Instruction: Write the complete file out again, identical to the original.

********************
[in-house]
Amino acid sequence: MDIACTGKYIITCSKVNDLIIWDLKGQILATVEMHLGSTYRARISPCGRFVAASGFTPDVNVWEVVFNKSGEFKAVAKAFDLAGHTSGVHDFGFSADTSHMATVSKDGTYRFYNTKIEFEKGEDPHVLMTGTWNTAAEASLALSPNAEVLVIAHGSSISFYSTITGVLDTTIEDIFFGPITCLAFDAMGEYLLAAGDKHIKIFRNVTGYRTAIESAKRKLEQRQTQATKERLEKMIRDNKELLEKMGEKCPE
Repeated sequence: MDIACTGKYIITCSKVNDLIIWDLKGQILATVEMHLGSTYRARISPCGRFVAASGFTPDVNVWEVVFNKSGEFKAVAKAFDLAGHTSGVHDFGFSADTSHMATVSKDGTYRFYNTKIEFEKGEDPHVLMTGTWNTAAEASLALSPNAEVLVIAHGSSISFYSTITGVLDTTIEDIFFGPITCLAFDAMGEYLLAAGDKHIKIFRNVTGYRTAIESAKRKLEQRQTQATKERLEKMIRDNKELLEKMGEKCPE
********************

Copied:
[in-house]
Amino acid sequence: MDIACTGKYIITCSKVNDLIIWDLKGQILATVEMHLGSTYRARISPCGRFVAASGFTPDVNVWEVVFNKSGEFKAVAKAFDLAGHTSGVHDFGFSADTSHMATVSKDGTYRFYNTKIEFEKGEDPHVLMTGTWNTAAEASLALSPNAEVLVIAHGSSISFYSTITGVLDTTIEDIFFGPITCLAFDAMGEYLLAAGDKHIKIFRNVTGYRTAIESAKRKLEQRQTQATKERLEKMIRDNKELLEKMGEKCPE
Repeated sequence: MDIACTGKYIITCSKVNDLIIWDLKGQILATVEMHLGSTYRARISPCGRFVAASGFTPDVNVWEVVFNKSGEFKAVAKAFDLAGHTSGVHDFGFSADTSHMATVSKDGTYRFYNTKIEFEKGEDPHVLMTGTWNTAAEASLALSPNAEVLVIAHGSSISFYSTITGVLDTTIEDIFFGPITCLAFDAMGEYLLAAGDKHIKIFRNVTGYRTAIESAKRKLEQRQTQATKERLEKMIRDNKELLEKMGEKCPE